With this result we seem to have reverted to situation normal for Spain at World Cups. Implosion.

Speaking of which, has anyone else noticed the facial resemblance between Diego Costa and Fernando Hierro?

Fernando Hierro
Diego Costa

Friday On My Mind 60: I Feel Like I’m Fixin’ To Die Rag

For various reasons I was listening to “California Saga” from the Beach Boys’ Holland album this week, which, yes, is a 1970s recording. Referencing, among other things, John Steinbeck and his “travellin’s with Charley” it also mentions that at a festival, “Country Joe will do his show,” and I thought “Hmm.. I’ve not done that one.”

I don’t think Country Joe and the Fish are remembered for more than the one song but that song certainly caught a mood.

It is the quintessential musical protest against the war in Vietnam.

As this is a live version – Joe performing at a festival, Woodstock no less – it is not suitable for work.

Country Joe McDonald: Feel Like I’m Fixin’ To Die Rag

Netherlands 2-1 Brazil

Nelson Mandela Bay Stadium Nelson Mandela Bay/Port Elizabeth, 2/7/10.

This match had drama but it wasn’t a classic. It was too stop-start, there were too many fouls. And any game where someone is sent off ends up unbalanced – and unsatisfying. But, as I recall, the Holland-Brazil game in 1974 was a bad-tempered, niggly affair too.

You couldn’t see the result coming at half time. Holland had created nothing, Arjen Robben kept running into blind alleys, Brazil had scored through a very direct route indeed.

In the end Brazil pushed the “destroy self” button, or the Dutch pushed it for them.

The irony is that a team built (against the national stereotype) on being solid at the back was undone by defensive mistakes.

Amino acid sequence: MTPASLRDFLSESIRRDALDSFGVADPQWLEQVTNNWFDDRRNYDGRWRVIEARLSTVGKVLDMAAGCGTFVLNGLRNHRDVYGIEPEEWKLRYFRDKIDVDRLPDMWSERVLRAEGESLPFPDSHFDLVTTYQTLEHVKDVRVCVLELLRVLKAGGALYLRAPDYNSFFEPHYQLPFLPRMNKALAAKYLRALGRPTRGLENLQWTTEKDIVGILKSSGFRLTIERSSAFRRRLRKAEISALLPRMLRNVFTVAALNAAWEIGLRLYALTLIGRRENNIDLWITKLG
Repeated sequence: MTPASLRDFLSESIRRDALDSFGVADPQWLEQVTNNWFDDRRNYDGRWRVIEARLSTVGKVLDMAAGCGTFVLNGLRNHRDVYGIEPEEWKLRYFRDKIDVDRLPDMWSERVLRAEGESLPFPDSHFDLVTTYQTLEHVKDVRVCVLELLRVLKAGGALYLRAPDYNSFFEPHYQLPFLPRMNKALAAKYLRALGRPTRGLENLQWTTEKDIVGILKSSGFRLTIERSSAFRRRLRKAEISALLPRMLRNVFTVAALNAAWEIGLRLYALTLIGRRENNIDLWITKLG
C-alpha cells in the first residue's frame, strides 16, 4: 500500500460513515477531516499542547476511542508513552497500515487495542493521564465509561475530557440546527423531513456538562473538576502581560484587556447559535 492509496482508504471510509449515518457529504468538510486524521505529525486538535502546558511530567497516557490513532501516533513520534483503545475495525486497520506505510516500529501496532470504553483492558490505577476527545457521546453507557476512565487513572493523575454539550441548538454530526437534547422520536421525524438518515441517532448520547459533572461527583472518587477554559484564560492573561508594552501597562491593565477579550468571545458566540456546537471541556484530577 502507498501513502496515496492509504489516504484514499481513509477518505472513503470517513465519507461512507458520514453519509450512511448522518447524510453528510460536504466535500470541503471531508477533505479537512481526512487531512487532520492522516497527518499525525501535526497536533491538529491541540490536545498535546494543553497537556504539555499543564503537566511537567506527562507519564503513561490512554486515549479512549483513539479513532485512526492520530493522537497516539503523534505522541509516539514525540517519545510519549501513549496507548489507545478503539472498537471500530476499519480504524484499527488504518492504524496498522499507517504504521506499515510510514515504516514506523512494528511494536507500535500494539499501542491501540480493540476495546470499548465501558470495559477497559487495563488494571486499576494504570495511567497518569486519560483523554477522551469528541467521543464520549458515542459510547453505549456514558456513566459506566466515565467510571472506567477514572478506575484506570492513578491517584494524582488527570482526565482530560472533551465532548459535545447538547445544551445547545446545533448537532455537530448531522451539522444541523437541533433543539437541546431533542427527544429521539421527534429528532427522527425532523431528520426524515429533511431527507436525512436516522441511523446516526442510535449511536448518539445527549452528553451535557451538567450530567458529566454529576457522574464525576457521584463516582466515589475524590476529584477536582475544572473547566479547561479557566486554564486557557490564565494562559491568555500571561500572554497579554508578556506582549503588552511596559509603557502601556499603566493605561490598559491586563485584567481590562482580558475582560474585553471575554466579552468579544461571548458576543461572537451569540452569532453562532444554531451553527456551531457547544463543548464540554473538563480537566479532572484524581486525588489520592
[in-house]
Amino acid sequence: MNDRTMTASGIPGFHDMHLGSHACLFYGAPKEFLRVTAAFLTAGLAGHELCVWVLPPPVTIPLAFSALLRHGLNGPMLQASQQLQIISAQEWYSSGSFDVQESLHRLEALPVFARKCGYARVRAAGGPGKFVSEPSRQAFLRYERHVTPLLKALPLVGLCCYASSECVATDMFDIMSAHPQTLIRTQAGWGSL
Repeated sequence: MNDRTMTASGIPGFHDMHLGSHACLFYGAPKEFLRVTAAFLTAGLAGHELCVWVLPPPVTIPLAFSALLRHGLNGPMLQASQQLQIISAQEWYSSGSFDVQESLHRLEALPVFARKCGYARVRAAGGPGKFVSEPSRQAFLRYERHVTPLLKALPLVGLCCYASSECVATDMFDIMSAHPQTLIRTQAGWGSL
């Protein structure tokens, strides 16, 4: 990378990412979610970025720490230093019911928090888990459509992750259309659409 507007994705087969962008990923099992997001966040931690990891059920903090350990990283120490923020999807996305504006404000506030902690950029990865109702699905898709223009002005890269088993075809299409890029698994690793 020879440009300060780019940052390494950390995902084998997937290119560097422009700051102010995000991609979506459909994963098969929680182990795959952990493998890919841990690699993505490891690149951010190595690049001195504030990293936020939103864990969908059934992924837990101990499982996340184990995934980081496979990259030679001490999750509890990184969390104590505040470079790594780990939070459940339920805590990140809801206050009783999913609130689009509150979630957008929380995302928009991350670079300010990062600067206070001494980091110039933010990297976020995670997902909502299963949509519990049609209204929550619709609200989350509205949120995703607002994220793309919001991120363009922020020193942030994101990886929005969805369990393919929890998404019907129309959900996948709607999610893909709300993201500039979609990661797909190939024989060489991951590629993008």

The winning side wasn’t the Holland of Cruyff and Neeskens – nor even Gullit and Rijkaard – but something rather more pedestrian and workmanlike. They’ll probably reach the final now, though.

And maybe go one better than either of those more flamboyant teams did.

England 1-1 USA

Royal Bafokeng Stadium, Rustenburg, 12/6/10

Honours even, then. Possibly a fair result.

Contrary to the TV pundits I thought it was a thoroughly disjointed and lack-lustre performance from England in the first half – which the US dominated even if they didn’t work Robert Green enough. (As it turned out working him once was enough.)

Rooney was anonymous, Lampard was anonymous – I don’t recall him being on the ball at all till the second half.

The US, by contrast, seemed to have an idea of what they were trying to do: at least their passes were crisp and reaching their team mates.

It was noticeable that after the US goal the commentator suddenly remembered that the US pushed Brazil hard in the final of last year’s Confederations Cup.

In the second half things opened up a bit late on, Rooney began to make an impact on the game, but neither side looked totally convincing.

So. Did we see potential winners tonight?

Let’s put it this way.

I don’t think Brazil, Spain, Argentina or even Holland will be quaking in their boots.

Edited to add: I see from the highlights that Lampard was involved in the goal – but that was his only contribution to the first half.